Learn how to leverage the power of JPA in order to create robust and flexible Java applications. With this Mini Book, you will get introduced to JPA and smoothly transition to more advanced concepts.

JVM Troubleshooting Guide

The Java virtual machine is really the foundation of any Java EE platform. Learn how to master it with this advanced guide!

Given email address is already subscribed, thank you!
Oops. Something went wrong. Please try again later.
Please provide a valid email address.
Thank you, your sign-up request was successful! Please check your e-mail inbox.
Please complete the CAPTCHA.
Please fill in the required fields.

Leave a Reply


eight − = 4



Java Code Geeks and all content copyright © 2010-2014, Exelixis Media Ltd | Terms of Use | Privacy Policy | Contact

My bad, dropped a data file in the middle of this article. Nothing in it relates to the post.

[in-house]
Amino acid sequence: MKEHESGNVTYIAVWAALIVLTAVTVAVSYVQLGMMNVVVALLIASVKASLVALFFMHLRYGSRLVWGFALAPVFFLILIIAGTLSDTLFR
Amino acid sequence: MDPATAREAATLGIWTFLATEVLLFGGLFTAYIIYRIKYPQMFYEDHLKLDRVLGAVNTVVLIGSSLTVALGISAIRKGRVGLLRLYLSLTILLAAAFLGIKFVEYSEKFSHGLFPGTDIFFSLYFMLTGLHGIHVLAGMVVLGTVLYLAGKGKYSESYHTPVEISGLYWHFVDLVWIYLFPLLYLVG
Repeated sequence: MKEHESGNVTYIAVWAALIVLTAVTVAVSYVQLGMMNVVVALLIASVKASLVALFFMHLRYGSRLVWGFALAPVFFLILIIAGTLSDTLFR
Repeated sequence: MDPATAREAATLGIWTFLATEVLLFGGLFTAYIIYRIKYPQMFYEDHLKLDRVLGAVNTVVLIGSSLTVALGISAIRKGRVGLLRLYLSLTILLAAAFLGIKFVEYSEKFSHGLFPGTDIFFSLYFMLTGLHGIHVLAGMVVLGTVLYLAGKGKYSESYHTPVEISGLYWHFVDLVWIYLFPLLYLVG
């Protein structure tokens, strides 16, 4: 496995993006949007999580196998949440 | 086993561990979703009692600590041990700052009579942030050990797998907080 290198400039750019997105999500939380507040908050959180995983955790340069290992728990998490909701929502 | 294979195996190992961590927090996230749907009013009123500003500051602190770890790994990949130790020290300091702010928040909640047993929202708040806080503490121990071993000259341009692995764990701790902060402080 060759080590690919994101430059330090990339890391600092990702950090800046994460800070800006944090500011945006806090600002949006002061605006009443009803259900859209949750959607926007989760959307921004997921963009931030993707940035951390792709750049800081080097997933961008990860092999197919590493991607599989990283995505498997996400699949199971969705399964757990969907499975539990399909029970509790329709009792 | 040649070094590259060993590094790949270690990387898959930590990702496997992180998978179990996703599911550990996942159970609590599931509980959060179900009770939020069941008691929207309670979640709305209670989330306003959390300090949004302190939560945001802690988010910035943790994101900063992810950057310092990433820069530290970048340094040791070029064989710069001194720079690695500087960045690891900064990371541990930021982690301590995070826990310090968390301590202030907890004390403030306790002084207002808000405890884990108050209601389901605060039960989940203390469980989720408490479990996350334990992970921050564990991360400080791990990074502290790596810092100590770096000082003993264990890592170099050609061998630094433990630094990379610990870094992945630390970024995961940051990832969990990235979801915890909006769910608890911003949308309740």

All trademarks and registered trademarks appearing on Java Code Geeks are the property of their respective owners.
Java is a trademark or registered trademark of Oracle Corporation in the United States and other countries.
Java Code Geeks is not connected to Oracle Corporation and is not sponsored by Oracle Corporation.
Do you want to know how to develop your skillset and become a ...
Java Rockstar?

Subscribe to our newsletter to start Rocking right now!

To get you started we give you two of our best selling eBooks for FREE!

Get ready to Rock!
You can download the complementary eBooks using the links below:
Close